The Assertion – Evidence paradigm, promoted by Michael Alley, does indeed force the presenter to limit the information on each slide (and less is mostly more, even in scientific presentations – see limitations). But does Assertion follow Evidence, or Evidence follow Assertion as in the traditional scientific order? To determine which order is more effective, I seeked the opinion of the scientists in the audience during my communication skills seminars. Some do not care about the order. But some prefer to see the evidence before an assertion is made – particularly if a question is raised prior to showing the enlightening visual evidence. When asked to probe this visual evidence for answers, their mind leaves the passive show-me mode to enter the active let-me-see mode. They are more involved and interested. When they discover the yet-to-appear assertion by themselves, under the friendly guidance of the presenter, they are more likely to be convinced by it and more likely to remember it when it is revealed.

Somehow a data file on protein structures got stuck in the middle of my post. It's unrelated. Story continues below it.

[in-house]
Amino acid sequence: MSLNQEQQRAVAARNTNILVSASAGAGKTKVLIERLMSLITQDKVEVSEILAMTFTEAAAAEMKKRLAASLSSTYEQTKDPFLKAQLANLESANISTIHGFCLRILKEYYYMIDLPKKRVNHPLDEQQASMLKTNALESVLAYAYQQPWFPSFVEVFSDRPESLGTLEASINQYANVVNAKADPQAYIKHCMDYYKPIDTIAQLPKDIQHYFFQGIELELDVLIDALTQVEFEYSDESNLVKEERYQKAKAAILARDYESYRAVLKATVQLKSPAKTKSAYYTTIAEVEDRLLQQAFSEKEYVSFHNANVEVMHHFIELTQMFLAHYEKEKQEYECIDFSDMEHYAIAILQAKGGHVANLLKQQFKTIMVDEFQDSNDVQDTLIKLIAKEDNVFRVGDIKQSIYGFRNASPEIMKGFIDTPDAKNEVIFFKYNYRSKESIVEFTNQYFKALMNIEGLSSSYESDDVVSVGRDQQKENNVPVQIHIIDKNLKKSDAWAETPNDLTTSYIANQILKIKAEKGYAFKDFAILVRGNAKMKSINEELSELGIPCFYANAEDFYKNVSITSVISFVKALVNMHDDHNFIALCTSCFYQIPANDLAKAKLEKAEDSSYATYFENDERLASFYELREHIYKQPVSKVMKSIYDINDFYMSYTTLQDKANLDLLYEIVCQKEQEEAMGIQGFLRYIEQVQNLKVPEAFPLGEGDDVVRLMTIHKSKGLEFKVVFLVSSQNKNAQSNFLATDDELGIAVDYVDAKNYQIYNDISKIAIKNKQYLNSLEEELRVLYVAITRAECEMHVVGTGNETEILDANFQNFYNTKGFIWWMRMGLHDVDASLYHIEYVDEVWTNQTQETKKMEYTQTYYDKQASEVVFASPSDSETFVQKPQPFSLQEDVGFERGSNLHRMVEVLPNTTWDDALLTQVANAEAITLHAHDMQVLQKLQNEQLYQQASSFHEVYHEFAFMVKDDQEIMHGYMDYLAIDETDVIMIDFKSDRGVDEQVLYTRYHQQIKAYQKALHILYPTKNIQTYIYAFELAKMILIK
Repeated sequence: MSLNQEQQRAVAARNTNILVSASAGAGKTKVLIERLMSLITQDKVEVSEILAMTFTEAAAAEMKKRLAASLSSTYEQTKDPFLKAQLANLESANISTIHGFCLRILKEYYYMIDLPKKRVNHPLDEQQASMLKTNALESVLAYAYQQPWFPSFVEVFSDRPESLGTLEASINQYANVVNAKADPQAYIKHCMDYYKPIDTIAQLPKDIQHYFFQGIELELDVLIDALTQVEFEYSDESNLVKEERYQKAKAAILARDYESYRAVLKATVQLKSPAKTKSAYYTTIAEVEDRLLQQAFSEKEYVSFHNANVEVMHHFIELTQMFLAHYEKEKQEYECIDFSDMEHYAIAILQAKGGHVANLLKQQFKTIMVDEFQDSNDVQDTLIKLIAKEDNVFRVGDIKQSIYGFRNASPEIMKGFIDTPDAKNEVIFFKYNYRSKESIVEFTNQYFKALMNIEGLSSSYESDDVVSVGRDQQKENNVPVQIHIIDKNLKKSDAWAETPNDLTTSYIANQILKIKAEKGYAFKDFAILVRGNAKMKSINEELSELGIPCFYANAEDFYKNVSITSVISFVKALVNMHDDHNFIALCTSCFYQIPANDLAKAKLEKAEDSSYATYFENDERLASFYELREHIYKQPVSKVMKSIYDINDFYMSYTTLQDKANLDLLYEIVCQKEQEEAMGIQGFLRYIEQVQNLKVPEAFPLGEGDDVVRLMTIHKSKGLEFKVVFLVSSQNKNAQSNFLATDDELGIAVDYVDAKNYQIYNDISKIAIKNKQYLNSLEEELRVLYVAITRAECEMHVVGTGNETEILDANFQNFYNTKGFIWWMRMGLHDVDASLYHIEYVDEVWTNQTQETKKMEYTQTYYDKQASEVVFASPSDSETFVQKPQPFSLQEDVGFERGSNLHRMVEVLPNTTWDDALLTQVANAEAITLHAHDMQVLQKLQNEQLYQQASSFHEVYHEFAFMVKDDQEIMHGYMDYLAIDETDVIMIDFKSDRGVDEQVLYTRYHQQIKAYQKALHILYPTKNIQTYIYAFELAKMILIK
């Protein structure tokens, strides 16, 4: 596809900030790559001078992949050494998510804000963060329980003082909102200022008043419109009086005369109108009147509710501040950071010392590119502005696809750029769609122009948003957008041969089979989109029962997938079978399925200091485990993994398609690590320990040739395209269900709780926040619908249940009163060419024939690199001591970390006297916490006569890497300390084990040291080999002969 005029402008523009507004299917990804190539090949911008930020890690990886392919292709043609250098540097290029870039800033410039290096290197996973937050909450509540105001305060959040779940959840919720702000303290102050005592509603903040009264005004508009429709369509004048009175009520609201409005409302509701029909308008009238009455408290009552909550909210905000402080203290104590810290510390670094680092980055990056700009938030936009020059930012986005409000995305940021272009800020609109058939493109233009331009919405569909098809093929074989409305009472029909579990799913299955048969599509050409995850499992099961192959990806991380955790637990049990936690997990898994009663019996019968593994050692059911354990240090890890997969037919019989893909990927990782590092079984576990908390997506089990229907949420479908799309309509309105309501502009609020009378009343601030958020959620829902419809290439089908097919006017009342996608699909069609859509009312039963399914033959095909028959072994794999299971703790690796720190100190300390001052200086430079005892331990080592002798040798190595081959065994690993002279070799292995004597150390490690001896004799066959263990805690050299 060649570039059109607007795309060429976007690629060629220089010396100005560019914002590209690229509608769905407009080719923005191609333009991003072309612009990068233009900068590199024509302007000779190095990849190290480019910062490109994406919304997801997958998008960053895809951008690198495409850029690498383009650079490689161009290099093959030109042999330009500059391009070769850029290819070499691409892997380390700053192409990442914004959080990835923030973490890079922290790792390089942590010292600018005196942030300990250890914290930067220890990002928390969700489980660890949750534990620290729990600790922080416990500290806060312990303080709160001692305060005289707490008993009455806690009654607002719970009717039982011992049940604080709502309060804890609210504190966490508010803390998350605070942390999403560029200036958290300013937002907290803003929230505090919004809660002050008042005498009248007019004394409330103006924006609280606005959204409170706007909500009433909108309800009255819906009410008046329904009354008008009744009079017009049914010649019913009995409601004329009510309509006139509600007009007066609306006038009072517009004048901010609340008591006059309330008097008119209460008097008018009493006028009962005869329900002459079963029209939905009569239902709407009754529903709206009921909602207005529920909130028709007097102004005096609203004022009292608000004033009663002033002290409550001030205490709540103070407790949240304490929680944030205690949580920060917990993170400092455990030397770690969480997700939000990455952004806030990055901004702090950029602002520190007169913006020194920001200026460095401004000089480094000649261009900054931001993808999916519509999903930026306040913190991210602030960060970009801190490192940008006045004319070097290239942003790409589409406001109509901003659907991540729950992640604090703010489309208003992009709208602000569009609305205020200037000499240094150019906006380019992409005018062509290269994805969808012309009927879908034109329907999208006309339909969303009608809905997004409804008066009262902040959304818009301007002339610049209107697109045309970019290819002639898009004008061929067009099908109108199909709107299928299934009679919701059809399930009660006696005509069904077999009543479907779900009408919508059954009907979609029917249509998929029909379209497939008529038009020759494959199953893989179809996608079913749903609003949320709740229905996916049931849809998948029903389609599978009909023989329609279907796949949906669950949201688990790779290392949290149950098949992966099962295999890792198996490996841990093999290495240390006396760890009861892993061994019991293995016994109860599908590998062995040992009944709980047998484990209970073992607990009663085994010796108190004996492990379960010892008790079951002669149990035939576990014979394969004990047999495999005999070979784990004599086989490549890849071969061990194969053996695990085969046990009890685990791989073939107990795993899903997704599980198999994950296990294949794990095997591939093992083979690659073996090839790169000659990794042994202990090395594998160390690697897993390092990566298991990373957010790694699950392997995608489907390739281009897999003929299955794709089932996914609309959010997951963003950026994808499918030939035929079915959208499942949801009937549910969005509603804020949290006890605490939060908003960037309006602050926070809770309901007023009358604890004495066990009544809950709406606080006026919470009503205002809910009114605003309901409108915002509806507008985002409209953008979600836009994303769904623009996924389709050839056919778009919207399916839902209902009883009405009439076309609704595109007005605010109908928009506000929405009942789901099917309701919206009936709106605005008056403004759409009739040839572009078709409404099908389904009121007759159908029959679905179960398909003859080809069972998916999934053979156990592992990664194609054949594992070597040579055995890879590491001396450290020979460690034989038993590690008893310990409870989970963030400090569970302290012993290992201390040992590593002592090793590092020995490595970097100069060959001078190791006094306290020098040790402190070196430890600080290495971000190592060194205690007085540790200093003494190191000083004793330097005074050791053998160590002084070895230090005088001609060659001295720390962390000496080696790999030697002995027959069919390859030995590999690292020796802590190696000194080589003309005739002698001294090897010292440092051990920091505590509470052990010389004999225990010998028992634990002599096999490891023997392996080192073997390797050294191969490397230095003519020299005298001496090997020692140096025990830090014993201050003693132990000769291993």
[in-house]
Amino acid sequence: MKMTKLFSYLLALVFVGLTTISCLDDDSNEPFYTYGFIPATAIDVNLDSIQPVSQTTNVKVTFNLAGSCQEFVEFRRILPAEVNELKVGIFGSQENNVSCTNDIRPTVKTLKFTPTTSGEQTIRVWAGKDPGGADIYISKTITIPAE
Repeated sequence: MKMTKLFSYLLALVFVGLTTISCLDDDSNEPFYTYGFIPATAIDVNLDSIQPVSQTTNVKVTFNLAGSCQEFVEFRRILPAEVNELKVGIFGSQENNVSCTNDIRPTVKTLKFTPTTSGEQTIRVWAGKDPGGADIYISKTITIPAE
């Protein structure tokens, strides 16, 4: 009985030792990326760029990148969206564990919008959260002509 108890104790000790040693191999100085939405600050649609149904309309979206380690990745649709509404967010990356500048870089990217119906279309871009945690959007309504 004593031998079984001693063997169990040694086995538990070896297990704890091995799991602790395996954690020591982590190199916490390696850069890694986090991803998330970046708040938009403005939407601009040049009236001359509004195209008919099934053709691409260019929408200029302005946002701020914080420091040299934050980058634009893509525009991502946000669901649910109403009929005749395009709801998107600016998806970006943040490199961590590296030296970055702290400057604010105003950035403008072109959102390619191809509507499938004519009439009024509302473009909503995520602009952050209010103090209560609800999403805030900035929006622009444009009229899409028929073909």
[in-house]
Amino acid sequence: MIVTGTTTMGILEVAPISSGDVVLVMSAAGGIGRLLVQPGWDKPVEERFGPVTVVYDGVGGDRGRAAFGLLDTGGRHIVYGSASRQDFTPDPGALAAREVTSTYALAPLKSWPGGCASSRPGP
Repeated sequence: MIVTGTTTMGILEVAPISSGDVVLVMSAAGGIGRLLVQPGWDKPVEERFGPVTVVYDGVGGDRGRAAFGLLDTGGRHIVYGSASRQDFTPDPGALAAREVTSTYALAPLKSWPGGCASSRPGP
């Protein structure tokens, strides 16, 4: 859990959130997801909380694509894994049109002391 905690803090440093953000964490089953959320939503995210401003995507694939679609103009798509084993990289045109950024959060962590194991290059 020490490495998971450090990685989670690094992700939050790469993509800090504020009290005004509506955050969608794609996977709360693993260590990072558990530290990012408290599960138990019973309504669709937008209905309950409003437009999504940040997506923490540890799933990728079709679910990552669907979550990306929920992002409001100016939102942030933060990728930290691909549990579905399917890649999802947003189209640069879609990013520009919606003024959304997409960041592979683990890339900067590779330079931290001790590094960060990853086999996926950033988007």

Food for discussion.
Here is an example:
Text and visuals by Jean-luc Lebrun